Project to create food pathogen genome database
July 16, 2012
WASHINGTON — The Food and Drug Administration, the University of California Davis, Agilent Technologies, Inc. and the Centers for Disease Control and Prevention are teaming up to create “The 100K Genome Project,” a public database of 100,000 foodborne pathogen genomes to be offered for free with the goal of helping speed the identification of bacteria that causes foodborne outbreaks.
“This important project will harness the cutting-edge technology of genome sequencing to advance our understanding of and response to foodborne outbreaks,” said Margaret A Hamburg, F.D.A. commissioner. “F.D.A. is pleased to contribute scientific and technical expertise necessary to create and maintain this foodborne pathogen database, which will be fully accessible and have a long-lasting impact on protecting public health.”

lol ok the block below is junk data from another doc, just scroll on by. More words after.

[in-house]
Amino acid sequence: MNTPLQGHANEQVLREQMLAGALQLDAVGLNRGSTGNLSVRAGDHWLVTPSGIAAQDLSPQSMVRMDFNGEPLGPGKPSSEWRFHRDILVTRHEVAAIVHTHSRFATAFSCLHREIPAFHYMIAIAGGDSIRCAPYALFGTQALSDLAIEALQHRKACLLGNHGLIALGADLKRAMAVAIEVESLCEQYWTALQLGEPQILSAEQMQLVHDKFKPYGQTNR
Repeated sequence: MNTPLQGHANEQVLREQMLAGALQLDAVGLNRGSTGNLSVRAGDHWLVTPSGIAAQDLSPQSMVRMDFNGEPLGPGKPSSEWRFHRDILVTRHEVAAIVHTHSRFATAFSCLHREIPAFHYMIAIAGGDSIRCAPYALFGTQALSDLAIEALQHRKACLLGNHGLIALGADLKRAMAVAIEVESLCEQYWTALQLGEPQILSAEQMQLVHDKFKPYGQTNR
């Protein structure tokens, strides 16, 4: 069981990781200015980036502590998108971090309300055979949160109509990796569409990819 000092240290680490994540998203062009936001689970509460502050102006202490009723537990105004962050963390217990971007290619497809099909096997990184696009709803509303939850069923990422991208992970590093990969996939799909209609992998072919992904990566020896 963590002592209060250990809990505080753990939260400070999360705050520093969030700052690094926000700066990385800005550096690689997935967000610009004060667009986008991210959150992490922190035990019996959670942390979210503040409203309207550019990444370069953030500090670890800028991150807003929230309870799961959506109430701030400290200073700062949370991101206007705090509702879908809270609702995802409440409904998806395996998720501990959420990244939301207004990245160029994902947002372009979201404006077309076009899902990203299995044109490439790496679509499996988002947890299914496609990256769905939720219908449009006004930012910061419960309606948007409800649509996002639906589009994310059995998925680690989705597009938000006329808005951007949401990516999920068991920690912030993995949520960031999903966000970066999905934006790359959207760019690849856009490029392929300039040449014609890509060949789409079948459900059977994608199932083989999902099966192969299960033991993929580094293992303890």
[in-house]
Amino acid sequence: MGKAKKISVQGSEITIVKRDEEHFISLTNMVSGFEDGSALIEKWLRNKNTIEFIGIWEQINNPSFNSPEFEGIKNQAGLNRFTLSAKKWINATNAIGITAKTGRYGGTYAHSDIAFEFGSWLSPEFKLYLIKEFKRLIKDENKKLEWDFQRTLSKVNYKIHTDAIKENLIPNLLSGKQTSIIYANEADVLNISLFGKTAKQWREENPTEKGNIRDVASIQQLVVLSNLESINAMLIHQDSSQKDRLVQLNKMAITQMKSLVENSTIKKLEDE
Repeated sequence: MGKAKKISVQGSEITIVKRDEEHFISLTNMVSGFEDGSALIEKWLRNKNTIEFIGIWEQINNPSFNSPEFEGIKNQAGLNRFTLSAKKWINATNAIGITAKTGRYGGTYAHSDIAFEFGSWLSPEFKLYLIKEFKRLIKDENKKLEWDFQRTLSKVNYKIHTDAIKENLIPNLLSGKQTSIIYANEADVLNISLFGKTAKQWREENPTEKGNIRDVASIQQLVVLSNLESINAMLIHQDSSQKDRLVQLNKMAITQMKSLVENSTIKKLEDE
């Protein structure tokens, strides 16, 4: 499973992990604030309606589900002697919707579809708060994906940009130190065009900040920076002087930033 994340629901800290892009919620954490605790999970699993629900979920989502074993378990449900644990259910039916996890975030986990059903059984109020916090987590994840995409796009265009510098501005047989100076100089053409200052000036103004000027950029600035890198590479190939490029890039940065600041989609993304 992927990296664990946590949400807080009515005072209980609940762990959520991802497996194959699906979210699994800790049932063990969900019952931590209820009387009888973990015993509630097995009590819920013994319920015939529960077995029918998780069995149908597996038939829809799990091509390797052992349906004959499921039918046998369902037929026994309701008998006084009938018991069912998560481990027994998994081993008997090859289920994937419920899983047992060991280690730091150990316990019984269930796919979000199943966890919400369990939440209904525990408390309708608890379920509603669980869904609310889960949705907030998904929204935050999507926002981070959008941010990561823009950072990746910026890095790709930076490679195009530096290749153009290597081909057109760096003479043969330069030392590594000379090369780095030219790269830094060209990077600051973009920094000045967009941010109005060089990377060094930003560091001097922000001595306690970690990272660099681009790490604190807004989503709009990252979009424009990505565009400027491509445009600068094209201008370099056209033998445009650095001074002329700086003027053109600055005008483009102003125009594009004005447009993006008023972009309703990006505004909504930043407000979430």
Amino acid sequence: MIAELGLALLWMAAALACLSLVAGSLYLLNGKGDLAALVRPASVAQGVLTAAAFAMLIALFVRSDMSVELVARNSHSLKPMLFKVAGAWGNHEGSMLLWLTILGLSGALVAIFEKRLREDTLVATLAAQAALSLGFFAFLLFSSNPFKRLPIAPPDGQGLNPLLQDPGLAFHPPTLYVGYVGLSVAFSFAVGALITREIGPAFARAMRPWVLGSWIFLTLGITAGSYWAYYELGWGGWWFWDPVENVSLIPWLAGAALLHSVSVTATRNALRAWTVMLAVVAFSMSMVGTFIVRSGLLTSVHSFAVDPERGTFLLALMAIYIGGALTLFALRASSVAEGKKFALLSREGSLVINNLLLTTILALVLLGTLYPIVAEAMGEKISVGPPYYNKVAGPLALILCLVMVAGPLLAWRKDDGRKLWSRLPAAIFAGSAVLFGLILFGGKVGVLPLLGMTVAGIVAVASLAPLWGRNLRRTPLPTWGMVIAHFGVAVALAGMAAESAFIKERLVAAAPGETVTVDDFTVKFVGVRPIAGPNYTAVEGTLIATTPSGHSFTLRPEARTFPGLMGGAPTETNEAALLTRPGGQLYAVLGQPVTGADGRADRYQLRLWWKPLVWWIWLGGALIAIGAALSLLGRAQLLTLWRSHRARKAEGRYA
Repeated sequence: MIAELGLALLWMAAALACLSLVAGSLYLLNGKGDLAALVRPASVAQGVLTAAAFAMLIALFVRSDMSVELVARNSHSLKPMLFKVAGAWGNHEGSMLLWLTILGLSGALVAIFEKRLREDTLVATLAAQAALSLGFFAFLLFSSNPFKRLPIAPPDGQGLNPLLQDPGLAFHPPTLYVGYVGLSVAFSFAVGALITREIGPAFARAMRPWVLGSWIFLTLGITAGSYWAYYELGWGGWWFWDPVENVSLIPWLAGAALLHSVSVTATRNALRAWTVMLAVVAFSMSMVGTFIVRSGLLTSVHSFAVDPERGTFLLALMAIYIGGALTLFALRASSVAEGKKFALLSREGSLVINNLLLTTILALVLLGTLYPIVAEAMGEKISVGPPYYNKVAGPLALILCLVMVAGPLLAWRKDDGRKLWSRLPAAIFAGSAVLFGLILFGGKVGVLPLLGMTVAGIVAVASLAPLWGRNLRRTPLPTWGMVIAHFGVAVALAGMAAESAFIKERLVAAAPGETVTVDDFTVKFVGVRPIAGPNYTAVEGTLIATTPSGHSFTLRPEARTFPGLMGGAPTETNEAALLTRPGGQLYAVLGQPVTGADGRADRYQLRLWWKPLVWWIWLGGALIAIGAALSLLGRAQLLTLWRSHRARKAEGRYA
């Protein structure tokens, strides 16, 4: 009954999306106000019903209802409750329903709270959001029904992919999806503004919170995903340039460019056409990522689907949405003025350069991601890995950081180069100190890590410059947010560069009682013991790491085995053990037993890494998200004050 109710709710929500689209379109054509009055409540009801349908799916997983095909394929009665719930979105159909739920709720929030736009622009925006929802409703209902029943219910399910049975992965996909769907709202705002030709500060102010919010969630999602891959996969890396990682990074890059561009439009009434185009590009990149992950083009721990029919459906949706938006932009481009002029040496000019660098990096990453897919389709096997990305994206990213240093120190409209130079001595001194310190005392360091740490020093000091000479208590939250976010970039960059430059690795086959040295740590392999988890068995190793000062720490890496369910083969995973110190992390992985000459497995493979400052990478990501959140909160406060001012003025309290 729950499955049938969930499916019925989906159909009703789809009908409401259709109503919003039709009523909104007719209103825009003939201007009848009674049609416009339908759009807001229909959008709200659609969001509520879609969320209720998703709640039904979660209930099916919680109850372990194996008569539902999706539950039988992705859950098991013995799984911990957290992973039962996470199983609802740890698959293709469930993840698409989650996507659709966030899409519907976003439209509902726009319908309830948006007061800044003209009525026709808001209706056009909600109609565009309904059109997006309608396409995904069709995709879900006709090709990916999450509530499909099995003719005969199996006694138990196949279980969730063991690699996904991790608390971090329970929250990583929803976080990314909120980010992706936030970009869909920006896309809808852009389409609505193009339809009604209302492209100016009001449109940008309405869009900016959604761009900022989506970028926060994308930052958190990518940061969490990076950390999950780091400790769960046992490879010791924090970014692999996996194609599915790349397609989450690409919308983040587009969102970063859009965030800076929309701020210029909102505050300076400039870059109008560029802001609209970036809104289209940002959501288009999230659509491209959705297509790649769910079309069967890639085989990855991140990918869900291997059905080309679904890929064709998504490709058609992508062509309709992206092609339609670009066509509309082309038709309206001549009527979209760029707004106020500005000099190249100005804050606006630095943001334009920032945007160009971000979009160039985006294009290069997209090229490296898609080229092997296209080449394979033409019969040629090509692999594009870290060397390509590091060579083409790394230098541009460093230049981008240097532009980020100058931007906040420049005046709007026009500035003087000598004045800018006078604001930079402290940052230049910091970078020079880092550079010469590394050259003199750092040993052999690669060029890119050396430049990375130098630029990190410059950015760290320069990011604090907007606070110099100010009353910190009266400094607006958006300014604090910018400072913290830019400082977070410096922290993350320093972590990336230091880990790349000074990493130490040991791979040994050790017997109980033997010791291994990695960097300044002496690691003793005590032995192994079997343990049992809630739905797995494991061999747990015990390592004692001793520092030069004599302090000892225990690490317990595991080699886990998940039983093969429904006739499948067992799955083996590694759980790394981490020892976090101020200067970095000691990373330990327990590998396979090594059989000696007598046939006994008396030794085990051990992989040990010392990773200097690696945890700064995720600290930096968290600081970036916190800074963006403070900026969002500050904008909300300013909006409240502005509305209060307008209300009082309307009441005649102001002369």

The F.D.A. said the database will provide a roadmap for the development of tests to identify pathogens and provide information about the origin of the pathogen. These tests have the ability to reduce the typical public health response time, and open access to the database will allow researchers to develop tests that can identify the type of bacteria present in a sample in a matter of days or hours instead of the week it currently takes between diagnosis and genetic analysis.
The F.D.A. will provide more than 500 completed Salmonella whole-genome draft sequences, additional food pathogen strains for sequencing and bioinformatic support. Agilent will provide scientific expertise, instrumentation and funding. The C.D.C. will provide foodborne disease expertise, strains to be sequences and other information, and genomic sequencing will be coordinated by U.C. Davis.